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A Study of Clickjacking 4: Summary and Q&A

Adding finishing strokes to his USENIX Security presentation, Lin-Shung Huang provides conclusions drawn from the study and answers questions from the audience.

Summing it up

Summing it up

So, to sum up, we demonstrated new clickjacking variants that can evade current defenses. Our user studies show that our attacks are highly effective and our InContext defense can be very effective against clickjacking. We are currently working with NoScript and PayPal to propose new UI safety browser API – W3C – using some ideas of this work. So, thank you for listening and I welcome any questions.

Questions:

Question: Hi, I like the work and I am just curious about the annotation that you rely on from the server and I am curious how likely it is for an application developer to be able tо decide a priori which elements are sensitive and which aren’t? Because it seems to me that like in Facebook’s case, any link inside my site is valuable therefore it would need this type of protection, but as for ads, well, I’m a little bit less concerned about that 3rd party content, there is no way for me to completely control that, right? But ad fraud is another big class of clickjacking, right? And so, I’m just curious whether we will be able to achieve this sort of annotation throughout the web in anticipation of any kind of future clickjacking attack?

Answer: So, is your question: “How do the servers determine which UIs are sensitive?”

Question: Right, it seems to me that it relies on the knowledge of the threat model, and as the threat evolves it’s possible that servers will not be able to annotate correctly. So clickjacking will continue to take place because this defense mechanism isn’t in place, right?

Answer: I can give some obvious examples of what should be sensitive like Google auth dialog, Facebook ‘Like’ button because it reveals the user’s identity, the webcam access dialog is certainly bad, so, these types of UIs, once the users click on them, they are revealing a lot of information to the site. I probably don’t have a very good answer to how servers decide which elements are sensitive or which are not.

Question: Thank you for the great talk! That was wonderful! I guess I was also wondering about a similar question about marking which elements are sensitive, and I was wondering if you considered other alternatives like maybe trying to automatically infer which elements are sensitive, I don’t know, maybe treating any cross-domain element as sensitive, or did you consider other options like that?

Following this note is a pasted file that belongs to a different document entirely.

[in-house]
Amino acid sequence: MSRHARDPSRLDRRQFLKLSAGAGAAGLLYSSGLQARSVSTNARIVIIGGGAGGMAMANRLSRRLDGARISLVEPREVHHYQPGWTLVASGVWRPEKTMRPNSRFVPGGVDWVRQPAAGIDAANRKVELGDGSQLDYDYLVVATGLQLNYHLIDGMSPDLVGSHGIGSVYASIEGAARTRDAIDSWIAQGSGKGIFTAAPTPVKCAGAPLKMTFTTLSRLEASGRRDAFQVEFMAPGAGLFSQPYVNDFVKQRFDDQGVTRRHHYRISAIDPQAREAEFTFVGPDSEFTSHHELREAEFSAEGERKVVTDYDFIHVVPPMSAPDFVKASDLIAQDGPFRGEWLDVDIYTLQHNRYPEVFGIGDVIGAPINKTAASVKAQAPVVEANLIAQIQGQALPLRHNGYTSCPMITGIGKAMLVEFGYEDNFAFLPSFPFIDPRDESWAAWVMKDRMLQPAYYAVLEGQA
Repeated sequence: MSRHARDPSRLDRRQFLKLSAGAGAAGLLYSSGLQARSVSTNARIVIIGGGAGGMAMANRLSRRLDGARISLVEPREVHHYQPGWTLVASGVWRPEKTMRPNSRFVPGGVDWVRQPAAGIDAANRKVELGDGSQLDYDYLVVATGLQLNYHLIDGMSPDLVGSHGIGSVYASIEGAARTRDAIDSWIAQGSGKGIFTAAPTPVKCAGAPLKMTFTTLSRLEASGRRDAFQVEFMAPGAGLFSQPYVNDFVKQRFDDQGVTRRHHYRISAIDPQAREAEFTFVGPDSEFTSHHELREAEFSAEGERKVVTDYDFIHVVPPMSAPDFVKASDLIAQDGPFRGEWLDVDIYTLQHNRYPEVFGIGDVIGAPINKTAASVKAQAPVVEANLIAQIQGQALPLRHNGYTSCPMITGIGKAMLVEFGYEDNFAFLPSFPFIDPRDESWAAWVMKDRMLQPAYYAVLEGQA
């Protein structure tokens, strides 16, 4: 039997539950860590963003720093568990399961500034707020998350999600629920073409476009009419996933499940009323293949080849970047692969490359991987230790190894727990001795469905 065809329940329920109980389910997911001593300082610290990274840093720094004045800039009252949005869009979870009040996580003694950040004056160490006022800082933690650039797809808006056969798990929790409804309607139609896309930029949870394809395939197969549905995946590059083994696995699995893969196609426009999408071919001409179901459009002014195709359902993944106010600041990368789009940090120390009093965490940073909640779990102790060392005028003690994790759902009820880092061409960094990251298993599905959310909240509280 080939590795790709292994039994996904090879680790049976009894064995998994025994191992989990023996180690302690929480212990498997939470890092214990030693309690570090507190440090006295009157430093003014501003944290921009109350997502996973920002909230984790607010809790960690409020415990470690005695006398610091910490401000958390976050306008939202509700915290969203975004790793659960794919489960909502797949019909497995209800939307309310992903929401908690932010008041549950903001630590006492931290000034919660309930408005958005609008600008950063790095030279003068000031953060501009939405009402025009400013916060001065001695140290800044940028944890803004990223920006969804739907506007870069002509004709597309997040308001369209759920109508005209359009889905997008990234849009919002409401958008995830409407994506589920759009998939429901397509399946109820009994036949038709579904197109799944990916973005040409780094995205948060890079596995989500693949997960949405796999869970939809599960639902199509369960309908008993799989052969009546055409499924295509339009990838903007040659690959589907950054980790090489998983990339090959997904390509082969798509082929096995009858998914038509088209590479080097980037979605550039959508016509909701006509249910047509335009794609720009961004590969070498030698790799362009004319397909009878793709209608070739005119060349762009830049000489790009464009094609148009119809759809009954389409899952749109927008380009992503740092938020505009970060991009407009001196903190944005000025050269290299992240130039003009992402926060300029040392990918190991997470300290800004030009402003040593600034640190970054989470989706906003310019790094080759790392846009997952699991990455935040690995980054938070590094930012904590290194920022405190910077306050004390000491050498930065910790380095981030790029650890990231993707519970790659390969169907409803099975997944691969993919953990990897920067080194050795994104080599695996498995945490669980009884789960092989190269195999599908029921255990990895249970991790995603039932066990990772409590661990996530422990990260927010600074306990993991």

Answer: Not in this work but we can start from checking user click events and especially the clicks that are initiated by users and not initiated by scripts, so those are possibly more likely to be vulnerable.

Question: I was a little curious on the technique of that defense where you said you had to remove the pointer outside of the object and then back in – pointer re-entry. It seems like that’s something that might be confusing to a user because it’s not a requirement they might be familiar with, a necessity to actually move their pointer out of and then back into an interface element. Did you look at the ways that you could make that requirement clear to the users and whether they are confused by the necessity of actually moving their pointer out of the object and back in before it would be active?

Answer: I’m not an expert on that. Some ideas would be just graying it out or showing the countdown timer or something like that to hint the user, maybe there are better solutions to that.

Question: Did you measure explicitly if the users realized right after their click that they might have done something that wasn’t what they wanted to? Was there something after the actual activity where you asked the users, you know, did you really do what you intended or something like that?

Answer: So, in our paper we actually mentioned that we did after-task survey, and we found that those answers were not consistent to what the users did, like even when we asked the user: “Did you click on the Like button?” They clicked on it but they answer they didn’t. Or something like: “Did you intend to click on it?” They clicked on it but they said they didn’t intend. We found it very confusing and so we based our results on what they actually did because we captured how their mouse was moving and we checked that data.
 

Read previous: A Study of Clickjacking 3: Ensuring Visual and Temporal Integrity

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